As the costs for educational materials rise way above the means of most students, libraries share more and more of the burden to supply high-quality materials at little to no cost. One of the methods to assist students in that goal is Open Educational Resources (OER). As OER professionals, it becomes our mission to ‘champion’ these educational resources for academic faculty, publishers, and other professionals to integrate OER into teaching and learning. However, who is caring for these champions? Like many other library and GLAM workers, there is very little emotional, financial, and institutional support to achieve these goals. How do we as OER champions continue to provide the amazing quality services that students and academic professionals come to expect, without succumbing to the pressures that vocational awe press upon us? In this session, we will learn about vocational awe, and how it affects the field of open education, as well as beginning to learn how to deconstruct it for ourselves and our institutions. No longer should you shoulder the burden of OER without any help or support. By the end of this session, participants will have tools to make the case that championing for ourselves and our wellbeing is just as important, if not more so, than championing for our patrons.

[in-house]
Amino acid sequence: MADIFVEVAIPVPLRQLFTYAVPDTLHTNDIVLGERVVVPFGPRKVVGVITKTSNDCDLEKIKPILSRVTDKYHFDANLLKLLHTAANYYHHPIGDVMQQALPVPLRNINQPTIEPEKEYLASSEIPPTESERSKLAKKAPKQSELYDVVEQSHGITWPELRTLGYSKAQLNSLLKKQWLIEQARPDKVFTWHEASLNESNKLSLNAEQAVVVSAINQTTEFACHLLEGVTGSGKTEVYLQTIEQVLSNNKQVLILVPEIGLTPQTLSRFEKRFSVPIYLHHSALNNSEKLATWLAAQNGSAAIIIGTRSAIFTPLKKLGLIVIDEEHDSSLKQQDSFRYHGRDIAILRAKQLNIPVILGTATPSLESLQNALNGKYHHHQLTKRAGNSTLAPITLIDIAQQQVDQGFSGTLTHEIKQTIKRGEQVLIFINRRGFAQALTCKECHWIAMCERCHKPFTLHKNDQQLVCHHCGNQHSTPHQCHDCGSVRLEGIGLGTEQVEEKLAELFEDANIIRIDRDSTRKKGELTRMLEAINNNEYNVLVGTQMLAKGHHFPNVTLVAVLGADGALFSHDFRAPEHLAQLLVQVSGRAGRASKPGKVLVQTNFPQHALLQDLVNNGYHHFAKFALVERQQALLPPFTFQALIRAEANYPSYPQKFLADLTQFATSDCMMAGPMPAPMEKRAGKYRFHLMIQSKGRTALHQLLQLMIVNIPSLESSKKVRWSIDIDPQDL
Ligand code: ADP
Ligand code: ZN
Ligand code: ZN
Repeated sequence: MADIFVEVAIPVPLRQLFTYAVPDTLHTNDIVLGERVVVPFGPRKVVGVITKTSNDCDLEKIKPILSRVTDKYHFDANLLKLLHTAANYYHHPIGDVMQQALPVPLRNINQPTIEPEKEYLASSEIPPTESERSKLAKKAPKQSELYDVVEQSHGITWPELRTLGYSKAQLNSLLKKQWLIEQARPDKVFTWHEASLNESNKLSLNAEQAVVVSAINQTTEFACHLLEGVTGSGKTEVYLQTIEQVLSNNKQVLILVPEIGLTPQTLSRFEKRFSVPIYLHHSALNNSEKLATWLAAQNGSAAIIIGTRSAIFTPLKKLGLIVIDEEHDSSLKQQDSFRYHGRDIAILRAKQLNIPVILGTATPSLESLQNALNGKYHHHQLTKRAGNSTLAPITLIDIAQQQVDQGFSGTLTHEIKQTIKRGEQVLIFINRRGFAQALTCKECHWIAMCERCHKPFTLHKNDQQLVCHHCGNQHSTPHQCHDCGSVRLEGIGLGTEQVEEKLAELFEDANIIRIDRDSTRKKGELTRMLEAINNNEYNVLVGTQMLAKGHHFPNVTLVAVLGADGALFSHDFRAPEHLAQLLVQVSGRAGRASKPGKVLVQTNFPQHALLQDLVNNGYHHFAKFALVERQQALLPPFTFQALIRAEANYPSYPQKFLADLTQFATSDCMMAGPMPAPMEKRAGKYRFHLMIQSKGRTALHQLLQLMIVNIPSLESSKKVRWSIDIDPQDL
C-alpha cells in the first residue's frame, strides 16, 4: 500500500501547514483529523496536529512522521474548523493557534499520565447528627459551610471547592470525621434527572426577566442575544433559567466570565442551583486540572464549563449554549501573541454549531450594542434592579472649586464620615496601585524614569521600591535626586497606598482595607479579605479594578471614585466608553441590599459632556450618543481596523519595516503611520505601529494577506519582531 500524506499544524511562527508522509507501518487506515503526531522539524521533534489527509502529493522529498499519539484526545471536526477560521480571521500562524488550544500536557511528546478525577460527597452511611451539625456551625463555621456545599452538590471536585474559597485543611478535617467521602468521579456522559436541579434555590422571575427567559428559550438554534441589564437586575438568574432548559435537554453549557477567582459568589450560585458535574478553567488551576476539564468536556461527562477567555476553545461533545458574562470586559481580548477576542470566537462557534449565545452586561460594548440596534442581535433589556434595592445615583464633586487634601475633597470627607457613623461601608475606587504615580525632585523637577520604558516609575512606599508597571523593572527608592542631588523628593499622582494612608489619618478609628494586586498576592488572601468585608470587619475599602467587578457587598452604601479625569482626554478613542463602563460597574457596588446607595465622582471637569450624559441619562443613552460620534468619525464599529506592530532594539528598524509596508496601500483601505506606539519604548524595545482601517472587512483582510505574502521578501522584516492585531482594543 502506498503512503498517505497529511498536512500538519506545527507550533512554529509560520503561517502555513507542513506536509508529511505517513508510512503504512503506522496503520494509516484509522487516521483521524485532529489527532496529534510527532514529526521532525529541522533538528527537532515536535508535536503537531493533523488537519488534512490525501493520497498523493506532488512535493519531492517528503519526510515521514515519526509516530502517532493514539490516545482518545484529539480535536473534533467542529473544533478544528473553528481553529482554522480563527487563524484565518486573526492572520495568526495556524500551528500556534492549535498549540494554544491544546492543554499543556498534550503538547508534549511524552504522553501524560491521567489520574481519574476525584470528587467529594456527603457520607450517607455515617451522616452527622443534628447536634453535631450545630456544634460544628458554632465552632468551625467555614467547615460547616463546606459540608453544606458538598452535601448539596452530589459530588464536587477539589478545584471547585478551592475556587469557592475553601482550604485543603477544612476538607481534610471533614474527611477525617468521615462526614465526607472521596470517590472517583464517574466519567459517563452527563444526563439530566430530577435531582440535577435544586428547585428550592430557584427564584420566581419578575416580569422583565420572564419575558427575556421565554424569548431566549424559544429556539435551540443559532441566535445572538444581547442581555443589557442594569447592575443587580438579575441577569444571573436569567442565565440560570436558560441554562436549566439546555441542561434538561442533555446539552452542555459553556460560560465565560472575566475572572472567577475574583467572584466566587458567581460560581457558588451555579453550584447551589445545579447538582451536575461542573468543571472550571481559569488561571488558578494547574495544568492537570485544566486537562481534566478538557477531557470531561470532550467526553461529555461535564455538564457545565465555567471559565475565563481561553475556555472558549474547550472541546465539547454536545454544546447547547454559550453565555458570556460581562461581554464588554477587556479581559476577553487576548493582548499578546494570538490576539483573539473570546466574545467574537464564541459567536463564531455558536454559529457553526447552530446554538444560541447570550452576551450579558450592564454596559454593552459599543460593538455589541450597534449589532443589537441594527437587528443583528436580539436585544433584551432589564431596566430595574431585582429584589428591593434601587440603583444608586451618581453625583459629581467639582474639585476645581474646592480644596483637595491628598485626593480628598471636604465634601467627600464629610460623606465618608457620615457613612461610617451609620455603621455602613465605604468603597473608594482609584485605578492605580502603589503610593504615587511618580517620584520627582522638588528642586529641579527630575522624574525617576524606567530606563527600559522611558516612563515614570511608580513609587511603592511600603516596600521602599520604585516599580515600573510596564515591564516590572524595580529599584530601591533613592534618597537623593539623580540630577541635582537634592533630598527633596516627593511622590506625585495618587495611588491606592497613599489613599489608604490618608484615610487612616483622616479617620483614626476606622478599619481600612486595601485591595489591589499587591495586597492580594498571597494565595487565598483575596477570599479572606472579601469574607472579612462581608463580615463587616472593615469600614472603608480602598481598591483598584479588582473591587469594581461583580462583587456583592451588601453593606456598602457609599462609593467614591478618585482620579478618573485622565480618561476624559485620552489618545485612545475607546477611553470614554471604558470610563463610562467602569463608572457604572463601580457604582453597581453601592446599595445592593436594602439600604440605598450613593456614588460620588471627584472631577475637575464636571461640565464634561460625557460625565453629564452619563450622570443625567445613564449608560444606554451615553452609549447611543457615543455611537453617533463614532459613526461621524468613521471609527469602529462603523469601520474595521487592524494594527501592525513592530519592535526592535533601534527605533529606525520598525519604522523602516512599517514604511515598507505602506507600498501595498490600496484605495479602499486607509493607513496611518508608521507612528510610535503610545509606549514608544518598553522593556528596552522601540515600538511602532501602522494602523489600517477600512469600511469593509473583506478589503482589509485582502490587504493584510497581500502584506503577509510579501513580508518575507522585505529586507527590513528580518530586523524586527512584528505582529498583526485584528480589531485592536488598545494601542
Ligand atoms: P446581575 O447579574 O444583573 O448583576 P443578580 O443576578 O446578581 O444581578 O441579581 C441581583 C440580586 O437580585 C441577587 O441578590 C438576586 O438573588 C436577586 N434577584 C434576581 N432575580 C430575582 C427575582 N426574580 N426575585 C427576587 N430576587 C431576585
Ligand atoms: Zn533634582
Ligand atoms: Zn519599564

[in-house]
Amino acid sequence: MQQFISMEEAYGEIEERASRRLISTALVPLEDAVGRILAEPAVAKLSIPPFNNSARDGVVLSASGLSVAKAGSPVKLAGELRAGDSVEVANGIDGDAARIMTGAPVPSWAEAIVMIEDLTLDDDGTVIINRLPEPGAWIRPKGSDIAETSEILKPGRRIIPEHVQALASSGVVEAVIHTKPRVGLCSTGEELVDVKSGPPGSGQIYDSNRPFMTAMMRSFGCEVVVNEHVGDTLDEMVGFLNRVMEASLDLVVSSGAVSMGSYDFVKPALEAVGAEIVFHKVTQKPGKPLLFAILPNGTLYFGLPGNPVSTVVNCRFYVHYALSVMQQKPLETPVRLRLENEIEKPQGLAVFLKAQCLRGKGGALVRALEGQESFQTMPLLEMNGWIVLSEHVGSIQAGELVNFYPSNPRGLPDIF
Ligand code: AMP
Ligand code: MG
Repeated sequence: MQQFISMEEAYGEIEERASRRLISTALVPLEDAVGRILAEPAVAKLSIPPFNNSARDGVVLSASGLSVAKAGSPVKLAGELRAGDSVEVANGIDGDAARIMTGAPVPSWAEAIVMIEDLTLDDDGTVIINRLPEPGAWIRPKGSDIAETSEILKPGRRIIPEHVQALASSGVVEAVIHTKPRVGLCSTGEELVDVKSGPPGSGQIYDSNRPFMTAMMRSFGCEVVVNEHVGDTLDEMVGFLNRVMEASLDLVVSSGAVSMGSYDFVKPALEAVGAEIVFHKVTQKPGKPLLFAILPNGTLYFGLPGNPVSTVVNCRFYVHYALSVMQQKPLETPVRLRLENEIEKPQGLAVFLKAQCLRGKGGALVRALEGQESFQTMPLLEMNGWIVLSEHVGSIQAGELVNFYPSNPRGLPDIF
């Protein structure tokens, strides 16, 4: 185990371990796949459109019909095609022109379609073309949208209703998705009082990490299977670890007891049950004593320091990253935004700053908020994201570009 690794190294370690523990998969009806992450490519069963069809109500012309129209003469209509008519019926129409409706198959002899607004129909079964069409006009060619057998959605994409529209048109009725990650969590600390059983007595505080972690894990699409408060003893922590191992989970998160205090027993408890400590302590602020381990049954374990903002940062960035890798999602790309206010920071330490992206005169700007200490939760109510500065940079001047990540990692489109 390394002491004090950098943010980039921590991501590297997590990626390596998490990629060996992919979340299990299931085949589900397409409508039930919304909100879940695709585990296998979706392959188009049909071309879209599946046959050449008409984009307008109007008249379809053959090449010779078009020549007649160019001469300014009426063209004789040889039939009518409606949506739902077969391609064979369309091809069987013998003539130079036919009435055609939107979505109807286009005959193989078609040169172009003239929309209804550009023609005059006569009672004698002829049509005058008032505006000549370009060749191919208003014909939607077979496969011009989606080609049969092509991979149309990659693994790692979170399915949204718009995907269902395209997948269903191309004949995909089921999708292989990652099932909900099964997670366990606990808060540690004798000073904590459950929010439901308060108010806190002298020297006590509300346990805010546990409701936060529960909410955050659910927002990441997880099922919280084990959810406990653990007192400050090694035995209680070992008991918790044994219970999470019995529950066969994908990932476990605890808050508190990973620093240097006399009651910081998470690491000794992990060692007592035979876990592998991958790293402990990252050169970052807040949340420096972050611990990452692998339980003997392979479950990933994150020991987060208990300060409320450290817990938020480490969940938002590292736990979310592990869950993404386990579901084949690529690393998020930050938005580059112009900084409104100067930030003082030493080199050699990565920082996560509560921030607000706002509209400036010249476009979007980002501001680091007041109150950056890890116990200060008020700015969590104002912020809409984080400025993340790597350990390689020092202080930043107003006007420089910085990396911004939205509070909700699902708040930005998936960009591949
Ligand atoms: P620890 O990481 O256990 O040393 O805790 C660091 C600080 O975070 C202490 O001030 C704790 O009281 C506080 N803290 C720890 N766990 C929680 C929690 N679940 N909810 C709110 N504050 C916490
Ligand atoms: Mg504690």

Fobazi Ettarh’s research is concerned with the relationships and tensions between the espoused values of librarianship and the realities present in the experiences of marginalized librarians and library users. In 2018, she coined the term and defined the concept of “vocational awe,” which describes “the set of ideas, values, and assumptions librarians have about themselves and the profession that result in beliefs that libraries as institutions are inherently good and sacred, and therefore beyond critique.” In her article Vocational Awe and Librarianship: The Lies We Tell Ourselves, she describes how vocational awe can lead to burnout and a sense that one’s own self-care is less important than the work being done. Her research has been covered in numerous outlets and she consults in library and corporate contexts on labor, identity, and diversity. She is also the creator of the open-access video game Killing Me Softly: A Game About Microaggressions. You can find her on Twitter @Fobettarh.